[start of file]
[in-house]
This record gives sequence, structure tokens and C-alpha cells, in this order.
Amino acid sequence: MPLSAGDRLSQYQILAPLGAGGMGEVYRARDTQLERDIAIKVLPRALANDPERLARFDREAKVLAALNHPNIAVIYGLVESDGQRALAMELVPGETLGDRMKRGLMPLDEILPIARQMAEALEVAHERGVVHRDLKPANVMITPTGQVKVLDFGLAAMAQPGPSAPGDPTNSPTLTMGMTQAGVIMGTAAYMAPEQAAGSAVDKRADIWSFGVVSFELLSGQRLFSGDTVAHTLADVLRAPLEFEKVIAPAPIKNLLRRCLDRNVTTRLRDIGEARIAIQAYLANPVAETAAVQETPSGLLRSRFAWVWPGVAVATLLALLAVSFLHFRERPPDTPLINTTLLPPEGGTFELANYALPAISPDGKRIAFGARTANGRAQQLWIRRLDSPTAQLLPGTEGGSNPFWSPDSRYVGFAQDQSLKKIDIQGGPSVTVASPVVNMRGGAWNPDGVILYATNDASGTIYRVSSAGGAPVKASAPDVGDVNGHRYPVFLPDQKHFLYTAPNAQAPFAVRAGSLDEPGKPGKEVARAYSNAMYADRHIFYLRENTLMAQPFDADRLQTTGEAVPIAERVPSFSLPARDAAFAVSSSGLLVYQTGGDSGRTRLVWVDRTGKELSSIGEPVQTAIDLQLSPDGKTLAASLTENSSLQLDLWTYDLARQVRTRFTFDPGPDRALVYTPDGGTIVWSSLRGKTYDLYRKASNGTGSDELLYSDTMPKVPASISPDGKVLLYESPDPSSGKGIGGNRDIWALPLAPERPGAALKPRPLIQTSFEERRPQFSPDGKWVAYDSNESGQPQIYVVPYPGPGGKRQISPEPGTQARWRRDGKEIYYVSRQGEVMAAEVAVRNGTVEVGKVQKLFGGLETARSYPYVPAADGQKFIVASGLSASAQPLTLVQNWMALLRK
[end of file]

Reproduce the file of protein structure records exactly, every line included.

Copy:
[in-house]
This record gives sequence, structure tokens and C-alpha cells, in this order.
Amino acid sequence: MPLSAGDRLSQYQILAPLGAGGMGEVYRARDTQLERDIAIKVLPRALANDPERLARFDREAKVLAALNHPNIAVIYGLVESDGQRALAMELVPGETLGDRMKRGLMPLDEILPIARQMAEALEVAHERGVVHRDLKPANVMITPTGQVKVLDFGLAAMAQPGPSAPGDPTNSPTLTMGMTQAGVIMGTAAYMAPEQAAGSAVDKRADIWSFGVVSFELLSGQRLFSGDTVAHTLADVLRAPLEFEKVIAPAPIKNLLRRCLDRNVTTRLRDIGEARIAIQAYLANPVAETAAVQETPSGLLRSRFAWVWPGVAVATLLALLAVSFLHFRERPPDTPLINTTLLPPEGGTFELANYALPAISPDGKRIAFGARTANGRAQQLWIRRLDSPTAQLLPGTEGGSNPFWSPDSRYVGFAQDQSLKKIDIQGGPSVTVASPVVNMRGGAWNPDGVILYATNDASGTIYRVSSAGGAPVKASAPDVGDVNGHRYPVFLPDQKHFLYTAPNAQAPFAVRAGSLDEPGKPGKEVARAYSNAMYADRHIFYLRENTLMAQPFDADRLQTTGEAVPIAERVPSFSLPARDAAFAVSSSGLLVYQTGGDSGRTRLVWVDRTGKELSSIGEPVQTAIDLQLSPDGKTLAASLTENSSLQLDLWTYDLARQVRTRFTFDPGPDRALVYTPDGGTIVWSSLRGKTYDLYRKASNGTGSDELLYSDTMPKVPASISPDGKVLLYESPDPSSGKGIGGNRDIWALPLAPERPGAALKPRPLIQTSFEERRPQFSPDGKWVAYDSNESGQPQIYVVPYPGPGGKRQISPEPGTQARWRRDGKEIYYVSRQGEVMAAEVAVRNGTVEVGKVQKLFGGLETARSYPYVPAADGQKFIVASGLSASAQPLTLVQNWMALLRK